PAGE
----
Mary Marshall Clark, Director
In addition to being the Director of CCOH, Mary Marshall Clark is co-founder and director of Columbia’s Oral History Master of Arts (OHMA) degree program, created in 2008-09. Formerly, she was an oral historian and filmmaker at the New York Times. Mary Marshall has been involved in oral history movement since 1991, and was president of the Oral History Association in 2001-2002.
Mary Marshall was instrumental in the founding of the International Oral History Association. She was the co-principal investigator, with Peter Bearman, of the September 11, 2001 Oral History Narrative and Memory Project, and directed related projects on the aftermath of September 11th in New York City. She has directed projects on the Carnegie Corporation, the Atlantic Philanthropies, the Council on Foreign Relations, the Japanese Internment on the East Coast, the Apollo Theater and Women in the Visual Arts. She has interviewed lead figures in the media, human rights, women’s movements and the arts.
Mary Marshall writes on issues of memory, the mass media, trauma, and ethics in oral history. Her current work focuses on the global impact of torture and detention policies at Guantánamo Bay. Mary Marshall is an editor of After the Fall: New Yorkers Remember September 11, 2001 and the Years that Followed, published by The New Press in September, 2011. She is a distinguished lecturer for the Organization of American Historians.
David P. Briand, Project Coordinator, Rule of Law Oral History Project
David Briand earned his Master of Arts degree from Columbia University in American Studies. His research focused on the roots and consequences of the extension of state power in 20th Century United States, most notably in the dramatic rise in mass incarceration of minorities during the “War on Drugs” and in the United States’ repressive foreign and domestic policies of detainment during the “War on Terror.” David’s thesis argued that the arrest and imprisonment of the Newburgh Four was the result of dual criminalization, a phenomenon in which race and Islamophobia combined to turn four petty criminals into enemies of the state. David was previously the editorial assistant to the Rule of Law Oral History Project, and prior to joining CCOH, he was the program director for WZBC FM in Newton, Massachusetts, as well as an intern at 826Boston, a nonprofit writing and tutoring center.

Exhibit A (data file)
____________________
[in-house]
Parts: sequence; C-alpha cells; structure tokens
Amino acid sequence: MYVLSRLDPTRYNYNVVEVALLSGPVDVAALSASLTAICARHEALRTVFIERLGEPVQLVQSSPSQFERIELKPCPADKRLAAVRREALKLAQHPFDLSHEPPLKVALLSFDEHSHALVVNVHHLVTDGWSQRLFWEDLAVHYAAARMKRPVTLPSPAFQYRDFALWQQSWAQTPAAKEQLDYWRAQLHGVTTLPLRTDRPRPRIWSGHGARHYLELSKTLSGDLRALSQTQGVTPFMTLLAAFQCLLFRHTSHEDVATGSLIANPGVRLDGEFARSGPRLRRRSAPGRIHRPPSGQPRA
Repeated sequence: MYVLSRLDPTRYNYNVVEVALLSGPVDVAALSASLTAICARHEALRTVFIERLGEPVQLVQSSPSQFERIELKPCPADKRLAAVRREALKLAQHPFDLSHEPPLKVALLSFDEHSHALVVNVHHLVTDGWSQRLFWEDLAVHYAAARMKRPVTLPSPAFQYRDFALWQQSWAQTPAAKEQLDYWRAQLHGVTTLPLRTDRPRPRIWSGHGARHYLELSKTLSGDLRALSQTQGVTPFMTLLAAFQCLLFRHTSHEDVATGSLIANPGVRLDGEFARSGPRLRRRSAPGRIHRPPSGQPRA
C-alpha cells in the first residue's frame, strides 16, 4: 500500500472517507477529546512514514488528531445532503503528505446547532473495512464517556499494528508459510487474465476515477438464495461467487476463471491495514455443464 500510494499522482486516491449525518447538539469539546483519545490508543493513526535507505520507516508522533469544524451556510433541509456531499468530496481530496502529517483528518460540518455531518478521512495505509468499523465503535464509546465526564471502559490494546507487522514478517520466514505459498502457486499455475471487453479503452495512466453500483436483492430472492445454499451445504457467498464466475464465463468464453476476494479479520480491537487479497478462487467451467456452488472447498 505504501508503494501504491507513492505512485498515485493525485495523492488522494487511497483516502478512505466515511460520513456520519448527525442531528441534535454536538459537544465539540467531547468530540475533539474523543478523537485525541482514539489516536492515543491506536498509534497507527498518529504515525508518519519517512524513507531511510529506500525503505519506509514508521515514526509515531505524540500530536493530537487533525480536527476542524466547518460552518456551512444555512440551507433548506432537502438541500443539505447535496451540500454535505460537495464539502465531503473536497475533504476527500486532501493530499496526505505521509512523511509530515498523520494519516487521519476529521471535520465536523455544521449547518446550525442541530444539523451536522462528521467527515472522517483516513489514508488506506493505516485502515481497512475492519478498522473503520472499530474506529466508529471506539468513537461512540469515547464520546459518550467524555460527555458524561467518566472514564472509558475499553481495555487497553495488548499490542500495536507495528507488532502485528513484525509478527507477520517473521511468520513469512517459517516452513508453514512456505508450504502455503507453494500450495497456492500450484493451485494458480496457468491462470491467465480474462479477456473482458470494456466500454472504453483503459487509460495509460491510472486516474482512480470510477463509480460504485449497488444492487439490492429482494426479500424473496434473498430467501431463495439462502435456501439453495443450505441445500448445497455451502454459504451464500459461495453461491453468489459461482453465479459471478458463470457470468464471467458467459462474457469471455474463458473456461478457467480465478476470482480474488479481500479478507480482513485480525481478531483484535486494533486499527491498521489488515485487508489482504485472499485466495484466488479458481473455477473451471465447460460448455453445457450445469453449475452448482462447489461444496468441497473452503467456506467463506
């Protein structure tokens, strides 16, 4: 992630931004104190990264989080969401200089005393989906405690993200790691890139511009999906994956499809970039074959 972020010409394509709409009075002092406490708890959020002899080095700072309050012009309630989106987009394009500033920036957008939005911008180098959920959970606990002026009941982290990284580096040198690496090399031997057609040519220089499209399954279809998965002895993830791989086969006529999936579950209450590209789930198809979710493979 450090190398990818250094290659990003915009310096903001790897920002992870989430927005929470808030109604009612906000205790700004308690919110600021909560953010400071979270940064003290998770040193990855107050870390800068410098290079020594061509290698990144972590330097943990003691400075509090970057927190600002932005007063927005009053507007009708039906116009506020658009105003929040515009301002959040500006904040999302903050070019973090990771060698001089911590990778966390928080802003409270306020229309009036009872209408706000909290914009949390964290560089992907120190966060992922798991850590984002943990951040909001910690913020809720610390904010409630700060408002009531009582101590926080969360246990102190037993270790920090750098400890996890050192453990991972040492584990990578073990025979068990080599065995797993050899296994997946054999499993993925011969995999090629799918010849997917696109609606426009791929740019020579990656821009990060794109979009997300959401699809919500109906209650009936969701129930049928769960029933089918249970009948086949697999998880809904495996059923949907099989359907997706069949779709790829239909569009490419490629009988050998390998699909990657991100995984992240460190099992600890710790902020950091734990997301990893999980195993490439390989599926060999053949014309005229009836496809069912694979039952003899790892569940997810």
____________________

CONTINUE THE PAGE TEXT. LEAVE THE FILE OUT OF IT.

Erica A. Fugger, Office Assistant
Erica Fugger is a New York-based oral historian whose focus lies in examining the personal narratives underpinning revolutions and social movements. She currently serves as the office assistant of the Columbia Center for Oral History where she supports scholarly research, offers project consultations, and develops initiatives to expand access to the archive. Highlights of her previous work include conducting oral histories for the Brooklyn Navy Yard Center and teaching peer interviewing to the New York Public Library Retirees Association.